I have signed up for the Back to the Classics Challenge 2020, hosted by Karen from Books and Chocolate blog.
The Screwtape Letters by C.S. Lewis is my third book for this challenge.
What Amazon says
In this humorous and perceptive exchange between two devils, C. S. Lewis delves into moral questions about good vs. evil, temptation, repentance, and grace. Through this wonderful tale, the reader emerges with a better understanding of what it means to live a faithful life.
Quotes from the book:
“She’s the sort of woman who lives for others – you can tell the others by their hunted expression.”
“Indeed the safest road to Hell is the gradual one–the gentle slope, soft underfoot, without sudden turnings, without milestones, without signposts,…”
“Courage is not simply one of the virtues but the form of every virtue at the testing point, which means at the point of highest reality.”
This is an extraordinary book by a clever writer and takes a deep look at the psychology of man and his relationship with God, referred to as the Enemy and his fellows, through a series of letters from a master devil, Screwtape, to his nephew, Wormwood. Screwtape has spent years as a tempter of humans and is mentoring the young and immature Wormwood, who has recently finished at the tempter college in Hell, on the art of removing a human man, referred to as the patient, from the path of virtue and Heaven, and capturing his soul for their Master.
The letters start with the patient converting to Christianity and Screwtape giving Wormwood a good telling off for allowing this to happen. The letters delve into many of the human vices such as gluttony, sexuality, superiority and others and investigates how these can be exploited by the young devil to undermine his patient’s belief in his religion. The letters are a fascinating read because they lay bare the human heart and soul and bisect how every though, no matter how seemingly virtuous, can be undermined and twisted to a negative purpose.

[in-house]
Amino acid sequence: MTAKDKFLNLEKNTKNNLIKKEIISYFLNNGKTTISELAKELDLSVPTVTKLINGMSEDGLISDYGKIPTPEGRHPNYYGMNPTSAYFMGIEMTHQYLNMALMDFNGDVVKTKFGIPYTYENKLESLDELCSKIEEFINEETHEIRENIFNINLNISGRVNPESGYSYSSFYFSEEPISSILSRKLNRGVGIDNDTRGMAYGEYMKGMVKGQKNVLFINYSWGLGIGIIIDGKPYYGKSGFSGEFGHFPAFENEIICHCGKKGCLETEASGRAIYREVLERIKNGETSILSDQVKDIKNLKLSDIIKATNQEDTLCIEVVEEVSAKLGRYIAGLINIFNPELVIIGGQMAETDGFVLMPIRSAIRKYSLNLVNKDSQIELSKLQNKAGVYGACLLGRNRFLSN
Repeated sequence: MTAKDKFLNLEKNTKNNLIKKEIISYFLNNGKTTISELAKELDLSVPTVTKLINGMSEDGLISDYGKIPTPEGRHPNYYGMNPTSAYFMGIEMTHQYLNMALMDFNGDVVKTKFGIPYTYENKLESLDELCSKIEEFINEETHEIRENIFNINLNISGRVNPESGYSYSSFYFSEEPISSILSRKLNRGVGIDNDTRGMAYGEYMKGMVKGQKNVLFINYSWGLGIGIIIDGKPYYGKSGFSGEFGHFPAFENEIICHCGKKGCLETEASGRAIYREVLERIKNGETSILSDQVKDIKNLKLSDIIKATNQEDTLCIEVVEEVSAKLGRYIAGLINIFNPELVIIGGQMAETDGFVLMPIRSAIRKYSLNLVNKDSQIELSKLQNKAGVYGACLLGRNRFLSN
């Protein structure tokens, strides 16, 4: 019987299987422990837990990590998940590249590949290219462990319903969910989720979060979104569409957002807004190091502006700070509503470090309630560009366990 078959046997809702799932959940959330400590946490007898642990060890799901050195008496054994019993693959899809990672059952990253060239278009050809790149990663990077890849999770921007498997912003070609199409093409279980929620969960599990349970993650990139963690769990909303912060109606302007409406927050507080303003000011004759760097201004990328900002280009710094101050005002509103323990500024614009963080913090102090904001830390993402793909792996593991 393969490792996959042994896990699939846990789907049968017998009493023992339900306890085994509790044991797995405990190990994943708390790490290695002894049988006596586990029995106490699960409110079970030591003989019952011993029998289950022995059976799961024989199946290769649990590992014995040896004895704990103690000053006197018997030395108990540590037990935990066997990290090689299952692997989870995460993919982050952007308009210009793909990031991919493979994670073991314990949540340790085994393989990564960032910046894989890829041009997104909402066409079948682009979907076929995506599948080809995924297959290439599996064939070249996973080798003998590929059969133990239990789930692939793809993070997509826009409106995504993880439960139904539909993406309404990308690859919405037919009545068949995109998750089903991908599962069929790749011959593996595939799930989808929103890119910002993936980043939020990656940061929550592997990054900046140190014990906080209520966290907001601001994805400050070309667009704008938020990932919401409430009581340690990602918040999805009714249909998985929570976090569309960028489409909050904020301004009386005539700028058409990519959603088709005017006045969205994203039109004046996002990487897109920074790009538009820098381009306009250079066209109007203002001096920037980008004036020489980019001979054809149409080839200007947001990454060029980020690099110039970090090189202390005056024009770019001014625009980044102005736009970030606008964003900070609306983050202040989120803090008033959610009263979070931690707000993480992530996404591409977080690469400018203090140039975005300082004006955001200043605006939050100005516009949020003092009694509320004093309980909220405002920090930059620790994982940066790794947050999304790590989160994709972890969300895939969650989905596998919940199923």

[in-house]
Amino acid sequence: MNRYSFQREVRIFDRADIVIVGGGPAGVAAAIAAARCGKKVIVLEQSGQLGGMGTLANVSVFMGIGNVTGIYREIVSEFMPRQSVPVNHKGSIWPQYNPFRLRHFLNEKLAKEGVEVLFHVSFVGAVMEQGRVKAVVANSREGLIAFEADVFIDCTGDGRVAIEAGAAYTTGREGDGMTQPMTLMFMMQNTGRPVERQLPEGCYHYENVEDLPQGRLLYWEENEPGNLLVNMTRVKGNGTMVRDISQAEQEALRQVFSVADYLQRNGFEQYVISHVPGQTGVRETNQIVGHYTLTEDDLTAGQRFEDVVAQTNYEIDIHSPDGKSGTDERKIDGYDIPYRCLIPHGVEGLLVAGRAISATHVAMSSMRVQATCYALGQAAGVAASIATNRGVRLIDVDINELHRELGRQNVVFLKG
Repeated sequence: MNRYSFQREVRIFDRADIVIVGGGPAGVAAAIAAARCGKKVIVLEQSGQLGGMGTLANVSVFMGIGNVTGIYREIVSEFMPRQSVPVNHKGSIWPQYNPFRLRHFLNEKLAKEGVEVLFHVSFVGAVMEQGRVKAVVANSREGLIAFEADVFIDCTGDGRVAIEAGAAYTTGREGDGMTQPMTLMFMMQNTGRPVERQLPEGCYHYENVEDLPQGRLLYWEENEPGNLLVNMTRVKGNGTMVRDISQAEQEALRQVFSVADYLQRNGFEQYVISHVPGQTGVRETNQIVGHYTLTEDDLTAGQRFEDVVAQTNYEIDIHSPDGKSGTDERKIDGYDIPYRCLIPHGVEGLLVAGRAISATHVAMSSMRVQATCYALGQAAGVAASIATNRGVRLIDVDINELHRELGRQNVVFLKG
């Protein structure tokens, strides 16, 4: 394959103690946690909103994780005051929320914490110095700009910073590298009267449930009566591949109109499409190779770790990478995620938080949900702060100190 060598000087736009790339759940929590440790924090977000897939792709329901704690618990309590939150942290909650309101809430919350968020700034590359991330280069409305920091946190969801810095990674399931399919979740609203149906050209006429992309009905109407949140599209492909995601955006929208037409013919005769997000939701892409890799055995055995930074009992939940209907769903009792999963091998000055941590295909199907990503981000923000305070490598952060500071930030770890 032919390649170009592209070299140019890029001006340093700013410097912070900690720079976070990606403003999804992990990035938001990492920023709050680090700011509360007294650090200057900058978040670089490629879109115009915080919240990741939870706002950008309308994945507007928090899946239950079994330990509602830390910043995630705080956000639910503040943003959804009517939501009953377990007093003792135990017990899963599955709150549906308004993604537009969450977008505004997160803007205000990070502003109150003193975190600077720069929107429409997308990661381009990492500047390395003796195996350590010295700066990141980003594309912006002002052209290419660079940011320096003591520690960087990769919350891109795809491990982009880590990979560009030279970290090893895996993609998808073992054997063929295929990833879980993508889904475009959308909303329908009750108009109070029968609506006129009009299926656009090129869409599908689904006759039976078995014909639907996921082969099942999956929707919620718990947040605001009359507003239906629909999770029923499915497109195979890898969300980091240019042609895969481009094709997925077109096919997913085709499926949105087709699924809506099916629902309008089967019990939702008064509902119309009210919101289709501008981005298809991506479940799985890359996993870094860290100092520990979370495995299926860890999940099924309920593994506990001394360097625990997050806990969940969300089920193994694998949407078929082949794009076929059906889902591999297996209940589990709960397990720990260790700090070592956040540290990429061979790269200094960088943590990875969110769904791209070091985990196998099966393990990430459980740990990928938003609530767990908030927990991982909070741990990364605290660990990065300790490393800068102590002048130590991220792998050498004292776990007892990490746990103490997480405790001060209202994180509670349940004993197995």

The letters highlight the more mature and thoughtful ideas promoted by Screwtape to capture the patient’s soul by gradually leading him astray and using relationships with other people to cement his newly developed attitudes and viewpoints as opposed to Wormwood who wants to dash in and lure the patient into a big and exciting sin which will, he thinks, guarantee his soul as theirs. Wormwood learns, but not quickly enough, that it is not easy to keep a person submerged in disbelieving and questioning behaviour towards the church and also that men are easily swayed by the females that come into their lives.
The relationship between Screwtape and Wormwood is somewhat pitted as Wormwood reports his uncle to the Infernal authorities for making a perceived positive statement about God. Screwtape depends his position, but expresses his displeasure at his nephew’s treacherous behaviour.
The last part of the book, entitled Screwtape proposes a toast, was my favourite part of the book. It takes a darkly humerous look at the failure of modern schooling and the modern lifestyle and criticizes it for producing insipid and wishywashy sinners. He explains that in the post WWII world there are no dark and exciting evil people and neither are there any great heroes. He sees this last point as a great win over the Enemy as he sees it as a great failure in God’s creation which was intended to be in his image.
This is a remarkable book and I highly recommend it for people who are interested in thinking about the nature of people and their relationships, both with higher deities and with their fellows and also who will enjoy a cynical analysis of the failure of democracy and the modern systems.